Washer fluid is typically tinted to indicate that it is not safe to consume and, though most commonly blue, it comes in a variety of colors. Warning labels caution that washer fluid contains harmful and poisonous chemicals, including methanol.
Some washer fluids contain chemicals that are also considered damaging to the environment, not just consumption. Annual use of washer fluid in the United States is well into the billions of gallons, nearly all of which ends up in water runoff and flows through our storm drains out to the ocean.
Washer fluid can also be unduly expensive. Considering what it's made of, washer fluid is usually sold at an extraordinary markup with manufacturers reaping huge benefits.
How to make washer fluid
Whether you are caring for the environment, protecting young children, saving money, or a do-it-yourselfer, you can make your own windshield washer fluid. There are recipes for several different varieties of homemade washer fluid, some of which are environmentally safe, non-poisonous, and very inexpensive to make.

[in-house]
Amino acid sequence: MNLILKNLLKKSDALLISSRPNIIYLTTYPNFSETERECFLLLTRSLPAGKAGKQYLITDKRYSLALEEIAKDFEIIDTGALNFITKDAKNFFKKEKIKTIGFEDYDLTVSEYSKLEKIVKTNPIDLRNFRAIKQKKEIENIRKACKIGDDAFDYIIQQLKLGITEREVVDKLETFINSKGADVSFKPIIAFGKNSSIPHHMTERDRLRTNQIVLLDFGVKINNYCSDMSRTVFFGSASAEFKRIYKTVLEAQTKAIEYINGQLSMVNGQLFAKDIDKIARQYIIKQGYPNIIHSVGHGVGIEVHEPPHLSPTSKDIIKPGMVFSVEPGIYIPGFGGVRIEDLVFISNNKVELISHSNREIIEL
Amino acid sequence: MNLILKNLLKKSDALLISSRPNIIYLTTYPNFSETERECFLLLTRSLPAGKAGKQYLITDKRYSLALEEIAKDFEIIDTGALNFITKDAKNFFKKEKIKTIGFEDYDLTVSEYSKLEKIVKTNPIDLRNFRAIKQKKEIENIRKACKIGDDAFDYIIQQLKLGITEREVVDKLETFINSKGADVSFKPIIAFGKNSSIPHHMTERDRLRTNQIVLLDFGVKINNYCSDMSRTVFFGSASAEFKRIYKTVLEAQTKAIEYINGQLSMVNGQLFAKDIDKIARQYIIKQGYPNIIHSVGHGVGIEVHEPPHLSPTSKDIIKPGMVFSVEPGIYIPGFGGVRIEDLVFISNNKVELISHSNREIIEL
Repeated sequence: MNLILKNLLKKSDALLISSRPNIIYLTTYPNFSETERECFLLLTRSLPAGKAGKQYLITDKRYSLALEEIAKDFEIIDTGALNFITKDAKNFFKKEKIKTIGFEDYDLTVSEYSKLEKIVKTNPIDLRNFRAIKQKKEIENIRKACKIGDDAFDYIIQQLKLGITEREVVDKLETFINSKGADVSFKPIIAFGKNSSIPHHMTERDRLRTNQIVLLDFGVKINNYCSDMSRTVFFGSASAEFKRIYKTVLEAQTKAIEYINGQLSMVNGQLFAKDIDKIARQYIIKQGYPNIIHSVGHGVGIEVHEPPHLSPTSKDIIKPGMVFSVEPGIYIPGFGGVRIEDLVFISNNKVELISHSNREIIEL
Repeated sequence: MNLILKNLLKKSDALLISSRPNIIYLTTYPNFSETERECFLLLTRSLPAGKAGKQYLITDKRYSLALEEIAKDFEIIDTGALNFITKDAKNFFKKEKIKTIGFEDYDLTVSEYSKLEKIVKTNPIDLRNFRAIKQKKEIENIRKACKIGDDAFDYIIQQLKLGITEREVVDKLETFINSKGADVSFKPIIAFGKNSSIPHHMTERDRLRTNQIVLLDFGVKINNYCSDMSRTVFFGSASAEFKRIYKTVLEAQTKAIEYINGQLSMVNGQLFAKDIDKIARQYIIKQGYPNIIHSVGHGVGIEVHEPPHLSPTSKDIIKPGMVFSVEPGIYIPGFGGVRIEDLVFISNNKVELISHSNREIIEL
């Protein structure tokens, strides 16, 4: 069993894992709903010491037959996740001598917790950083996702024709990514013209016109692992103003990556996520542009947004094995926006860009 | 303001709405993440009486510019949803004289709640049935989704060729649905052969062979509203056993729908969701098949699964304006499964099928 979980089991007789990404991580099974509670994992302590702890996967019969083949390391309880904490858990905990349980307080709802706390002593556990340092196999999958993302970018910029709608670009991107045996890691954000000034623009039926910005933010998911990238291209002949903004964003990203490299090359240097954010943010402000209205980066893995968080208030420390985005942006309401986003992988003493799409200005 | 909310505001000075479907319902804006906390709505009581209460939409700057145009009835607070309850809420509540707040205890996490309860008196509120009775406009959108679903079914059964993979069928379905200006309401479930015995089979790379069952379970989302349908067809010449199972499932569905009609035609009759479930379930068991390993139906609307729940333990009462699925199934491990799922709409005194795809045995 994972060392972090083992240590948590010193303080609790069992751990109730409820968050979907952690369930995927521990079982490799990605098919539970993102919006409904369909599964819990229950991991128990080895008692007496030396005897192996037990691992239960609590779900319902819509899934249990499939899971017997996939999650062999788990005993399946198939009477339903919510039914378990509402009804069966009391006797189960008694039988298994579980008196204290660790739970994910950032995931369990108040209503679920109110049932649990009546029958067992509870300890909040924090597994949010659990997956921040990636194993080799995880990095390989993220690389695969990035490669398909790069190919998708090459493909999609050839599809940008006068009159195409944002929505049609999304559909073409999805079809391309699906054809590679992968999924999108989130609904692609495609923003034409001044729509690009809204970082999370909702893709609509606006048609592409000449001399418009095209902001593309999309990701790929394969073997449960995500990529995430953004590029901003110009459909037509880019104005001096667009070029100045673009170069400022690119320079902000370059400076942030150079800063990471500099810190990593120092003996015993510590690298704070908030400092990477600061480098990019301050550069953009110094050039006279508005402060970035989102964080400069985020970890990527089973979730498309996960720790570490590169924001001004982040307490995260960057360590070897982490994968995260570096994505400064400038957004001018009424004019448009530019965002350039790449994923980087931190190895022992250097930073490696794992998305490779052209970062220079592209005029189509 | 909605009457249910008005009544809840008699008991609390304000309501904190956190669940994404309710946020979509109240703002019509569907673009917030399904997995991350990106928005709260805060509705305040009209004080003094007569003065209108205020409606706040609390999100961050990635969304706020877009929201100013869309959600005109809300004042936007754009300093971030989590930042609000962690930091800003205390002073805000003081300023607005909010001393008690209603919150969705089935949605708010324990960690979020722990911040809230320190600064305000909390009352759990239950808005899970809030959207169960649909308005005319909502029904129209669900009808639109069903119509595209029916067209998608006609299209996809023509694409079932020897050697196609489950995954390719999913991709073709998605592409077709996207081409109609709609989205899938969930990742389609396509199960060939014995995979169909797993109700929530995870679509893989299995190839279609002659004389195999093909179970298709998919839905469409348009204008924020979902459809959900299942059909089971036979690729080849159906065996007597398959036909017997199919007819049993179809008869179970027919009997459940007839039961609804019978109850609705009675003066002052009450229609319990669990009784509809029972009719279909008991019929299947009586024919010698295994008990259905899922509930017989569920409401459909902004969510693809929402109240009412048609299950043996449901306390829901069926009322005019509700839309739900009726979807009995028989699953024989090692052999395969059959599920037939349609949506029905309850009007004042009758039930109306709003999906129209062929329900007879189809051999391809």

One common variety uses these ingredients:
- ¾ gallon of distilled water
- ¼ gallon of white vinegar
- 1 cup of isopropyl alcohol (if used in extreme cold climates)
This variety is good for cold weather but not as appropriate in warm weather as the vinegar smell is off-putting in the heat.
No matter what recipe you use, make sure to test the washer fluid for your climate before using it in your car to prevent freezing damage from occurring. Always use distilled water as minerals from tap water will eventually clog your washer nozzles.